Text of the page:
My position requires that I rise above my knowledge of the person before me and show no favoritism.  Or, as the judge in that Masonic degree I’m in says later, “[I] promise and vow that [I] will decide justly and impartially whatever matters of difference may be submitted to [me] without fear or favor or the hope or promise of reward.”

Without fear or favor.  Wow.  Not only would it be improper to decide with the hope of gaining some personal advantage, I must make the correct decision even in the face of possible unpleasant consequences.  Even if that means I may have to explain myself the next time I’m up for election. 

As a man, a Mason and a judge, I know that I, like all human beings, have fallen short of the mark.  That is no excuse to quit trying, however.  I have taken an obligation to support and defend the Constitution of the United States and the Constitution of the State of Minnesota.  I do my best, every day, to fulfill that oath.

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Next week:  We Live in a Great Country.

Thursday, April 11, 2013

Just Another Day at the Office

Even though I try to judge every day as well as possible, after a certain length of time, the position can become routine.  The cases are, for the most part, common and unremarkable.  The attorneys who appear before me are competent and reasonable.  It can be tempting to go on autopilot.

To the people who appear in Court, it is possibly the most important day of their lives.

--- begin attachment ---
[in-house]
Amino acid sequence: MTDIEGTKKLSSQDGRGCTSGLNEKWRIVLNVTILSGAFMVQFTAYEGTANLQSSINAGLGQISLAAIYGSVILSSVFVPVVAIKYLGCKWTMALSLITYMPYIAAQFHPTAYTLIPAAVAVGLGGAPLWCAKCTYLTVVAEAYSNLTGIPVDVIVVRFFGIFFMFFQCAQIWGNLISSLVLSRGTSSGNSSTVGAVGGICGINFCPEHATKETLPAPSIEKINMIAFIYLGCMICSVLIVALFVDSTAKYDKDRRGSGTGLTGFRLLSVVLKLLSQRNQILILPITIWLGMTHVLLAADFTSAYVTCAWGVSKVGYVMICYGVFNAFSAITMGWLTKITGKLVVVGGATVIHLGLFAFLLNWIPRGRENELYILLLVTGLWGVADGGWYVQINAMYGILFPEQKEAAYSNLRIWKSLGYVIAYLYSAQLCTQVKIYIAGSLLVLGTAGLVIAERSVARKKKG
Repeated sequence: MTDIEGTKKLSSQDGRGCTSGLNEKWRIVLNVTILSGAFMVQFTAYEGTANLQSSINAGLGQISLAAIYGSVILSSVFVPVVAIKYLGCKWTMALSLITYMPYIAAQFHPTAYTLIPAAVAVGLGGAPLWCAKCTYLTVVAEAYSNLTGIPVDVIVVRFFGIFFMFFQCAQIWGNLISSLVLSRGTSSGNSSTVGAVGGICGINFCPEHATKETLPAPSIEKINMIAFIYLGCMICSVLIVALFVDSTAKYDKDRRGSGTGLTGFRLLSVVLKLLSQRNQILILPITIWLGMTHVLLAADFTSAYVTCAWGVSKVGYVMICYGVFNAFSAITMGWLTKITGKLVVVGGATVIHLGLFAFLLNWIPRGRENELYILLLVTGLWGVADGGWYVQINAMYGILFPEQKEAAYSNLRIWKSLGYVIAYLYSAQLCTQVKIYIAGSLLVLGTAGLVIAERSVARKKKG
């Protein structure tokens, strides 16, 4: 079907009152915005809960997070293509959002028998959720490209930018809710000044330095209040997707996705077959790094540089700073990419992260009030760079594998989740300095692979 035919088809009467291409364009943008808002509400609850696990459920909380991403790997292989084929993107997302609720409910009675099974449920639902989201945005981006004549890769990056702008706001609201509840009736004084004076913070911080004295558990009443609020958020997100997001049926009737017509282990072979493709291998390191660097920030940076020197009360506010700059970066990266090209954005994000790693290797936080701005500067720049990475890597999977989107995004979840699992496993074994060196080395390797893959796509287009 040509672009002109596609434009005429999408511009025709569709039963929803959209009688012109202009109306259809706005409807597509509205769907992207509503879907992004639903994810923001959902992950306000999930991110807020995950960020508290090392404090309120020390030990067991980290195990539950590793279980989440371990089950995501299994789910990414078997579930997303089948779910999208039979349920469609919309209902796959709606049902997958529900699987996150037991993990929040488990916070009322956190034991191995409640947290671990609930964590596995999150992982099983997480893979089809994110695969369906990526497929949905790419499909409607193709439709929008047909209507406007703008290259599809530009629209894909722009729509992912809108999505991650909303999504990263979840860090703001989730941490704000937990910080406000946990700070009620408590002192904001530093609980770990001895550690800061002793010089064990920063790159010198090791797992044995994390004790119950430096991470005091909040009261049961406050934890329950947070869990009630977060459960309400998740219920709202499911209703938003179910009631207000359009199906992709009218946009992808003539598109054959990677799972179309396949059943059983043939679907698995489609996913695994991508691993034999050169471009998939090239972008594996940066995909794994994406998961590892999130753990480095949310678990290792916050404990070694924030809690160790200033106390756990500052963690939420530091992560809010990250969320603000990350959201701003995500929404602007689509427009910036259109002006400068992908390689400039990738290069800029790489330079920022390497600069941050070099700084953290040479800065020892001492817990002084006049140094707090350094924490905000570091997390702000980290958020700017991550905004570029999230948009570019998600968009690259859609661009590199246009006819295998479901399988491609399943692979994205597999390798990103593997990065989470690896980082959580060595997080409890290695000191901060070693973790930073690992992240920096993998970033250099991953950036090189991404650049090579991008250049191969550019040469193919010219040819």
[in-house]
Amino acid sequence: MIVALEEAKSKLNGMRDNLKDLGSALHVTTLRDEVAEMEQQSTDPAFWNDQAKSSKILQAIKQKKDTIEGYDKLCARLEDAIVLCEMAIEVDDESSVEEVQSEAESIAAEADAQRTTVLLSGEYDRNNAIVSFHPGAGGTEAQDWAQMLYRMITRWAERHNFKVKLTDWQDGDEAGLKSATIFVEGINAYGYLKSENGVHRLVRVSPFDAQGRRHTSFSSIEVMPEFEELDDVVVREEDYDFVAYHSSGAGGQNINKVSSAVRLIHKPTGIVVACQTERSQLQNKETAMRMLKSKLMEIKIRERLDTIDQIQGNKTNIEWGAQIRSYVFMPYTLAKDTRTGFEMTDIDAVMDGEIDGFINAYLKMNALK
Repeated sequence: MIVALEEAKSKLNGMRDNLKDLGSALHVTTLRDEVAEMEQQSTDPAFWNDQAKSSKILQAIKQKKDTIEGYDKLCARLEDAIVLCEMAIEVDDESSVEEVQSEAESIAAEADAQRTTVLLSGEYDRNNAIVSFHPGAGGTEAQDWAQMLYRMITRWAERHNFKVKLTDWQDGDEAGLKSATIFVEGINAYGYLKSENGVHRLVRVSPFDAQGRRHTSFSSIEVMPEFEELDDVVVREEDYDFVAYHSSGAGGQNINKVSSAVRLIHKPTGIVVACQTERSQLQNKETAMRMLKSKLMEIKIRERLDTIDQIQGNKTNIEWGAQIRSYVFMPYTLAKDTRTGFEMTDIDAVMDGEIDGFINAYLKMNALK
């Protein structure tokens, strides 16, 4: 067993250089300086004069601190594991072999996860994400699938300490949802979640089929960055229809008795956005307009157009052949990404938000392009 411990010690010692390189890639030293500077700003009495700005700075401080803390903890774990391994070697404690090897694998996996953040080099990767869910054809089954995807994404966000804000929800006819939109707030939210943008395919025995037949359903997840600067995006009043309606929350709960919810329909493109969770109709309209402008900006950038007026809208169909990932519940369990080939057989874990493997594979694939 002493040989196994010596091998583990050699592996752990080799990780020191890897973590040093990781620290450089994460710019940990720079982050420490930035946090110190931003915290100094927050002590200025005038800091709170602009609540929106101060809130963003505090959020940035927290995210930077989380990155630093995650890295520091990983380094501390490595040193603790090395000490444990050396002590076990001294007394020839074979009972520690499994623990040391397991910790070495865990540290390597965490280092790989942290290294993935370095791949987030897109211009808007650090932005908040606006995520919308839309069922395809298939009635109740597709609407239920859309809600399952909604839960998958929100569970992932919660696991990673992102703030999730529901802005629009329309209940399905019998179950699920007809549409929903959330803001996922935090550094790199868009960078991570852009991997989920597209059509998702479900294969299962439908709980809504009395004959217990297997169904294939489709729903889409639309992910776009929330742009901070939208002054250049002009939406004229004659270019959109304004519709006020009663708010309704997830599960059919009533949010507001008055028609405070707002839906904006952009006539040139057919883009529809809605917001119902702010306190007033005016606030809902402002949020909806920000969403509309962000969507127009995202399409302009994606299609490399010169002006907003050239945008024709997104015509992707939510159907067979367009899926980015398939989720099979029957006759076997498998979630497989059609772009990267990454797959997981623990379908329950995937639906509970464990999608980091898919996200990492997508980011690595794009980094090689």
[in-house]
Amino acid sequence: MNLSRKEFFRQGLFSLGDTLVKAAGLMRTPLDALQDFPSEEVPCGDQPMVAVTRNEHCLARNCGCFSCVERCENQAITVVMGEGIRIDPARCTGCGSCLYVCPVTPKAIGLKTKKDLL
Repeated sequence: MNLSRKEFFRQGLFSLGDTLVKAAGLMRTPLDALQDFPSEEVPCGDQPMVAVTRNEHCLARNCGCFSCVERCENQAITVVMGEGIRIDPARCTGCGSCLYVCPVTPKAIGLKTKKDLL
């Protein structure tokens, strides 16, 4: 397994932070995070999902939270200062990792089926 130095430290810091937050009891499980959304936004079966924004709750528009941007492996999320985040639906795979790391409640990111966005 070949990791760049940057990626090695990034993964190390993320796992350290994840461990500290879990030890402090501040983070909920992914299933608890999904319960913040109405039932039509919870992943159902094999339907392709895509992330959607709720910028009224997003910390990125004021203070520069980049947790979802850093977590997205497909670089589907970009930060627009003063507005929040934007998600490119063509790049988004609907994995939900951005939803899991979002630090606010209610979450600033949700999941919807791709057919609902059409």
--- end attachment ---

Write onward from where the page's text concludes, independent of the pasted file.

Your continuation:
To the judge, it may be just “another day at the office.”

I must remind myself that everyone who appears before me expects to win.  If they don’t expect to win, they deserve to have Justice, which means they must be heard.  They deserve to know that the judge has heard their side and considered it seriously.

Even though I have a reputation of moving calendars along quickly, it is the rare case that I don’t ask, “Is there anything else I should know?”  When the person (usually but not always, a non-lawyer) starts to ramble, I try to summarize what I’ve heard from them and then ask, “Does that accurately state your position?”  That is often enough for them to know that I have heard what they have said.  I may not agree with them, and rarely will I announce my decision at that time, but the important thing is to let the parties know I have heard and understood the argument they are making.

A colleague told me of a survey that was conducted in his courthouse.  People coming out of conciliation court – small claims court where no lawyers are allowed – were asked about their experience.  One lady was livid.  She complained that the judge had not listened to her.  He had not let her tell her side of the story.  The whole experience was a travesty.

The interesting thing, however, was that her opponent had not appeared for Court.  He was in default.  She had won! 

But, she felt she had not been heard. 

It’s just another one of the balancing acts that judges face every day:  Keep the calendar moving so the cases are heard in a timely manner while at the same time ensuring that the citizens who appear before us have their day in Court.

So, we strive to judge as if it were our first day on the bench.  We strive to judge as if it were our last day on the bench.  We strive to judge so that this day, if it’s the only day that is considered, will find us good and competent administrators of Justice.

Because, for many who appear before us, it is their first day in court, their last day in court and their most important day in court. 

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Next week:  I Know You Not!